The captain of the Swedish U18 Team that won the World Championship in Örnsköldsvik earlier this year might not have been the best defender on the squad, however on a team with plenty of leaders, Björnfot, whose name translates to ‘bear paw,’ was an easy choice.
“Tobias is a strong leader,” his SHL coach, Robert Ohlsson, mentions when asked to describe him. “He wants the responsibility of leading the team, and he relishes leading others, on top of his good two-way game.”
Birthplace: Upplands Väsby, Sweden
Date of birth: April 6, 2001
Weight: 203 lbs.
Team: Djurgårdens IF
The defender was projected as a first-rounder last season, but after having had a year in which his offensive numbers stagnated, he is projected to go somewhere in the second. Mr Ohlsson explains there are other reasons for the static offensive output.
“He might not be spectacular, but he makes it easy for his partner. He is calm, collected, and secure, and he will do the dirty work, too. It is very easy to play beside a player like that.”
The problem for a defender coming out of Sweden nowadays is that everyone is looking for the next Erik Karlsson. In some ways he is shaped in the mould of the new Swedish defender, but he compares more to Nicklas Lidström than Karlsson. Björnfot is strong in the battles along the boards and in open ice. He is not always spectacular, but Mr. Ohlsson points out that “sometimes the hard thing is to do the simple thing right.”
“Björnfot is that player,” he continues. “He doesn’t have to do the spectacular thing all the time, but he knows he can do it. He is happy to hit the blade of the player with speed. He gets others to shine, rather than shine himself.”
Björnfot has great skating that he uses to stop rushes and set up counter-attacks. He reads the game very well and can pinch and hit hard when he gets the chance. However, it is his stability as a defender that stands out when you watch him play. His defensive acumen rests on his strong understanding and read of the game.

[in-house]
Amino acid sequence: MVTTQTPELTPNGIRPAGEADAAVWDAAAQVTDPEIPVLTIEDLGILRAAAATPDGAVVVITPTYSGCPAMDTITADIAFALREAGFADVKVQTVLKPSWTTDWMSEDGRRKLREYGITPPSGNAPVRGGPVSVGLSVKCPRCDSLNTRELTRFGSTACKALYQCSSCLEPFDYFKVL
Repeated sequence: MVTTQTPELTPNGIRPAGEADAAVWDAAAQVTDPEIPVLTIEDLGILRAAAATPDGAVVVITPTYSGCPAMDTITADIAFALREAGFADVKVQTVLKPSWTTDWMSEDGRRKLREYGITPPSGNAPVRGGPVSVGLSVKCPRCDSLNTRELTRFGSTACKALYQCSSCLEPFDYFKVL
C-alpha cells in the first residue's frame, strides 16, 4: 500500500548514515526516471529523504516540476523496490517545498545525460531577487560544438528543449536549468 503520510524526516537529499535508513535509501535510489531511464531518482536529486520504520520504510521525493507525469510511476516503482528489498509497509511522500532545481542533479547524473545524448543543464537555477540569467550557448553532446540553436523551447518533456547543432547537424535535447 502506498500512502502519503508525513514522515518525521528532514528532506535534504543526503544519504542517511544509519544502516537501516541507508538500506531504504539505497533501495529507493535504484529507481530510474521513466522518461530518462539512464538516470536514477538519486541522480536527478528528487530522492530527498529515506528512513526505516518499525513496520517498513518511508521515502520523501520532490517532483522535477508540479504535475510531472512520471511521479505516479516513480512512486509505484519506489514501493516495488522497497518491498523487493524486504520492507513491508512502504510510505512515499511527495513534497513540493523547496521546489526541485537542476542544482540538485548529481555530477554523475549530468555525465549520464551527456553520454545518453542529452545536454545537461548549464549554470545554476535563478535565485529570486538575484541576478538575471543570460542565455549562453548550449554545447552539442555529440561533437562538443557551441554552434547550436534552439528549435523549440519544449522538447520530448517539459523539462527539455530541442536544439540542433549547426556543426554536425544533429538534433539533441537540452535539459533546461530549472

His lateral movement on his skates helps him protect the puck, giving him that extra second of space if he is in trouble to set up an exit pass, often with good accuracy even when under pressure.
However, his creativity was missing for much of this season. It might have been a confidence issue, and it could have been because he was asked to play a different role than before.
In the SHL games that I watched, Björnfot rarely put a foot wrong. He had an average ice time of 7:50 during the regular season (2:44 over the playoffs) and finished with a plus-two rating and 45.9% Corsi-for percentage (-7.07% relative to his team); stats that are par for the course for a U18 defender in the SHL.
When he played against his peers, especially toward the end of the season, he showcased more of his skill; mostly his skating, but also some good moves with his hands to score this goal against HV71:
Rankings (not all rankings are final)
Dobber Prospects: #38
Elite Prospects: #46
Future Considerations: #46
Hockey Prospect: #41
NHL Central Scouting: #7 (EU Skaters)
Pronman/The Athletic: #37
It remains to be seen where Björnfot will end up in the future. The club that drafts him will hope that he can regain some confidence and work on his puck-handling this upcoming season in order to start boosting his offensive output. He will look to grab a spot on a Djurgården team that will try to challenge for the Le Mat trophy once more. Björnfot will need to show that the tougher assignments and the weight of an increasing leadership role will not hold him back from producing offensively as well.
Coach Ohlsson says that his defenceman “will develop into something with an edge. I personally think he leans toward a good two-way defender, but he can also develop into something really, really good”.
The lingering question is the creativity and if Björnfot can show it at the pro level. He has his defensive game down, but if he regains his offensive game from a season ago, he can become something very interesting.
It really is the missing offensive output that has had him fall down the rankings, and any team should take a gamble on him in the second round. It would be a low-risk, high-reward gamble, the kind of that NHL teams like to make.
“I am excited to see where both Björnfot and [Albin] Grewe go in the draft,” Coach Ohlsson says just before the interview ends. “It was a tough year for both of them — the draft year — but it is a fun one for everyone involved.”